Today’s word of the day is ‘Dire‘ Let us understand more about this word.
Dire [dahyuhr ]
What is this word’s grammar?
The word is an adjective, i.e., it adds more information about the noun or sentence.
Does the word have a past tense? What is it?
No, the word is an adjective. Therefore, it does not have a past form.
How is the word pronounced in popular languages?
1. Hindi – Bhayaanak
2. Spanish – Terrible
3. French – Terrible
4. Mandarin – Kěpà de
How to use this word in a sentence?
1. The president faces many dire challenges, but in one way, he has it easier than Obama did.
2. Pandemic’s burden on women has also been quantified nationally, and the data are dire.
3. In short, the United States must rearrange its priorities and spend more money on the most dire and most likely threats.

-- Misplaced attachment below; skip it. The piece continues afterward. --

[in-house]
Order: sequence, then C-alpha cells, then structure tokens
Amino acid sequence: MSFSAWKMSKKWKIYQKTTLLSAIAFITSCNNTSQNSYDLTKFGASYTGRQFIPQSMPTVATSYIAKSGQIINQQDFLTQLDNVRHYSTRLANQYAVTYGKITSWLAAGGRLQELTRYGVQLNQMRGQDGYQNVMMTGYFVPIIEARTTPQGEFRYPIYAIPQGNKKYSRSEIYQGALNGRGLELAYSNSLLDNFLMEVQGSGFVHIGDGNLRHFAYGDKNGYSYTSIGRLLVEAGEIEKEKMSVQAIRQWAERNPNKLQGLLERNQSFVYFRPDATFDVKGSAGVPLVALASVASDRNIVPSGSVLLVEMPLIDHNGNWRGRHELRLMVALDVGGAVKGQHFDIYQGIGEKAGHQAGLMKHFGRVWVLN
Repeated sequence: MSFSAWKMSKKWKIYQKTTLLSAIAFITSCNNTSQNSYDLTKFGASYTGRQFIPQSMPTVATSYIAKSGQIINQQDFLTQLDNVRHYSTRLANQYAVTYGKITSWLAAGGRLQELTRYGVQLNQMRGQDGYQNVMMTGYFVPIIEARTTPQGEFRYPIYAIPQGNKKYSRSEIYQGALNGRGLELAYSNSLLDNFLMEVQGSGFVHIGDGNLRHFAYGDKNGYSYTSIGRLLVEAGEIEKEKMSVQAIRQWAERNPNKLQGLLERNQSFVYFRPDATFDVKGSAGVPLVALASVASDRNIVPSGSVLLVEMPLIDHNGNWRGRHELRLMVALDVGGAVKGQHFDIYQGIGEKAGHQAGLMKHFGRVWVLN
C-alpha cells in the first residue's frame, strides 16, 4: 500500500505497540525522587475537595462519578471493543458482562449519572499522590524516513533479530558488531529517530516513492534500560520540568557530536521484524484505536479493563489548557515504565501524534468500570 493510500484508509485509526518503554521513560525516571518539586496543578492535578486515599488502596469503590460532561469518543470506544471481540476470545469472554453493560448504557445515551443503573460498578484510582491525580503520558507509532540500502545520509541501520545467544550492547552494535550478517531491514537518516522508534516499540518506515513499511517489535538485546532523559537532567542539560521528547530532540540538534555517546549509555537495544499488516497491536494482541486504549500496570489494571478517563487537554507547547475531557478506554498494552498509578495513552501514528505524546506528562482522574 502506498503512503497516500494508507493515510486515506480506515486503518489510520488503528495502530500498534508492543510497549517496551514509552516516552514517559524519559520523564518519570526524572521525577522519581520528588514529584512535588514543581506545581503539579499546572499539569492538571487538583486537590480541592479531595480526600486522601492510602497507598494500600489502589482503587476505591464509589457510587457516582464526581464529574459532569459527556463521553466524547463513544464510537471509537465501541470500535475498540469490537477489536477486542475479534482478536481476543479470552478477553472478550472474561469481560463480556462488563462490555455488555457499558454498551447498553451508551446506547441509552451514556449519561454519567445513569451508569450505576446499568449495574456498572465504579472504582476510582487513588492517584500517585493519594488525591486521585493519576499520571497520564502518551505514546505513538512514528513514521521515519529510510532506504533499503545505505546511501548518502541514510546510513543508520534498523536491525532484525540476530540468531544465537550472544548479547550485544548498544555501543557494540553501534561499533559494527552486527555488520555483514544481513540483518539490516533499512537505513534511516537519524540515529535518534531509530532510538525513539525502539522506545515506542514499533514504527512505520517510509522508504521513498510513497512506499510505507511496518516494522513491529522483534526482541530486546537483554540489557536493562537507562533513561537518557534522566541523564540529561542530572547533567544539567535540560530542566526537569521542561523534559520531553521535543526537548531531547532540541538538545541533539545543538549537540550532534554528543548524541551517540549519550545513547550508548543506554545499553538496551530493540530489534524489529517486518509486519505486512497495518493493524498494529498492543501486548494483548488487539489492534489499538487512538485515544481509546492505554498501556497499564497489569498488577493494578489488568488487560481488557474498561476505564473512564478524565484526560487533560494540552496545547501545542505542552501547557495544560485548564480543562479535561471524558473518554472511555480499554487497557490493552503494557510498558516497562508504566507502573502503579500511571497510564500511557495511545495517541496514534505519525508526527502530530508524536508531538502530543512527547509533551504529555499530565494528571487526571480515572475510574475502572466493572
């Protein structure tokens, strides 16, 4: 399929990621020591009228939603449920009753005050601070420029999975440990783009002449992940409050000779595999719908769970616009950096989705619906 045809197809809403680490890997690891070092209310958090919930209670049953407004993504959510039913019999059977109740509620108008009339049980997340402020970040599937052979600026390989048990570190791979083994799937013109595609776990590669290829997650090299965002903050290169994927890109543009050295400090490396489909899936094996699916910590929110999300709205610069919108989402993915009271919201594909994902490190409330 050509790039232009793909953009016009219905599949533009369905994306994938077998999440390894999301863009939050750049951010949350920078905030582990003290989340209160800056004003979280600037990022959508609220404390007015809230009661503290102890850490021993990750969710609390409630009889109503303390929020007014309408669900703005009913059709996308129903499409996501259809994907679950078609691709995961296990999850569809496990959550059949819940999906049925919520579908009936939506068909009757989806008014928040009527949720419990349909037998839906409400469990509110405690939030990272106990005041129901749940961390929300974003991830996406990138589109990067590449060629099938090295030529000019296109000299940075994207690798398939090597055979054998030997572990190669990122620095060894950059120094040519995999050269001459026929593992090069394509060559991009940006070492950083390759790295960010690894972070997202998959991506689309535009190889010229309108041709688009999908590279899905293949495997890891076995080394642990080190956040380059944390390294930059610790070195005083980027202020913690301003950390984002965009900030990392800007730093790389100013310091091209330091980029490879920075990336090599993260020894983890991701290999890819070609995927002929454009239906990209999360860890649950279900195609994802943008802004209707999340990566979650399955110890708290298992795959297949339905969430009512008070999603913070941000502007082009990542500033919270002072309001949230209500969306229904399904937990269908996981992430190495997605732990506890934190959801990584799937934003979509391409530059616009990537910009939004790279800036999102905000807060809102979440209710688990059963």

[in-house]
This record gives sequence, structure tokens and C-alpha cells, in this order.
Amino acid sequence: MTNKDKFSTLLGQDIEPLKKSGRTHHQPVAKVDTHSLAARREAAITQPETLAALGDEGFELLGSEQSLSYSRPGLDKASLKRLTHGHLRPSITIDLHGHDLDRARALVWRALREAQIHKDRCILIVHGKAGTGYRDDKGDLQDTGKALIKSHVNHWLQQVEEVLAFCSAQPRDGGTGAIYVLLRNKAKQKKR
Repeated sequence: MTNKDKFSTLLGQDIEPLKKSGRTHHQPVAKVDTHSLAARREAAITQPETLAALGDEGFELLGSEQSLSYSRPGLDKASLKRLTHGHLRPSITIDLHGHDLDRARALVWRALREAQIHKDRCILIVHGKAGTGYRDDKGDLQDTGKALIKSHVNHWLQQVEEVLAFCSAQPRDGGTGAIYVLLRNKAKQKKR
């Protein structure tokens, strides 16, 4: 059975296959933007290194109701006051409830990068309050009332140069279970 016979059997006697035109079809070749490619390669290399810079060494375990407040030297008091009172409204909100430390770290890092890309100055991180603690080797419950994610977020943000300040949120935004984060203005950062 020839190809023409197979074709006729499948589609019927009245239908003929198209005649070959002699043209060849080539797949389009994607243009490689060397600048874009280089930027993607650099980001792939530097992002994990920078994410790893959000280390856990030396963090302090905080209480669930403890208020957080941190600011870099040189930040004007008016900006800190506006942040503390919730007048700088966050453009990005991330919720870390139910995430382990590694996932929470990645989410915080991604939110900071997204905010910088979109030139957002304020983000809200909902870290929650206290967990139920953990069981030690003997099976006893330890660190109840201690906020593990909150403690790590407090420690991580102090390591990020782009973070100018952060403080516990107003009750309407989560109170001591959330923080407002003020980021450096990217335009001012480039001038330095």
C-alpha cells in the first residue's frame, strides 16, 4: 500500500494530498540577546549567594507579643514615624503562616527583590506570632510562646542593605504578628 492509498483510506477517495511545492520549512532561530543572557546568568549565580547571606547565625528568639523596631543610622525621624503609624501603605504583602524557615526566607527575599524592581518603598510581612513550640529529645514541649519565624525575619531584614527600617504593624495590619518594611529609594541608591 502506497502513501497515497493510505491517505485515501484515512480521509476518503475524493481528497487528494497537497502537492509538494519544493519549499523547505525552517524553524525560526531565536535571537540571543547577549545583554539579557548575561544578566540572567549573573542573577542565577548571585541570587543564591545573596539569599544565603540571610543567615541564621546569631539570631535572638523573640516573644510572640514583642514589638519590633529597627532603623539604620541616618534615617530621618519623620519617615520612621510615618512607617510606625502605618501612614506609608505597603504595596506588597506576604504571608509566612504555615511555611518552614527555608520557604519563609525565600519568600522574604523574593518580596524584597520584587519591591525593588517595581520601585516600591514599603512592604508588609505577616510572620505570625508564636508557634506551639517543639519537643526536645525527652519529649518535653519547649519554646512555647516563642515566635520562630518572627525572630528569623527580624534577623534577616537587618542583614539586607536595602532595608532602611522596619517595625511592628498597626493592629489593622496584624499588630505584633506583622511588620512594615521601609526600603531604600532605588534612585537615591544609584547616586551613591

4. The commission predicted that the future would be bleaker and that there would be dire consequences for the state’s economy if sweeping changes were not made.
5. Salsman allegedly told her the situation was dire — she might face jail time.
What are some synonyms of the word of the day?
Some synonyms of the word are:
alarming, appalling, awful, calamitous, cataclysmic, catastrophic, depressing, disastrous, dismal, distressing, dreadful, gloomy, grim, horrible, lamentable, shocking, ugly, unfortunate, afflictive, black, cruel, deplorable, fearful, fierce, frightful, grievous, redoubtable, regrettable, ruinous, scowling, terrific, woeful etc.
What are some antonyms of the word of the day?
Some antonyms of the word are:
beautiful, blessed, bright, cheerful, cheering, comforting, encouraging, fortunate, good, happy, hopeful, joyful, light, lucky, pleasant, pleasing, sunny, wonderful, nice, trivial, unimportant etc.
My parents came here from Colombia during a time of great instability there. Escaping a dire economic situation at home, they moved to New Jersey, where they had friends and family, seeking a better life, and then moved to Boston after I was born.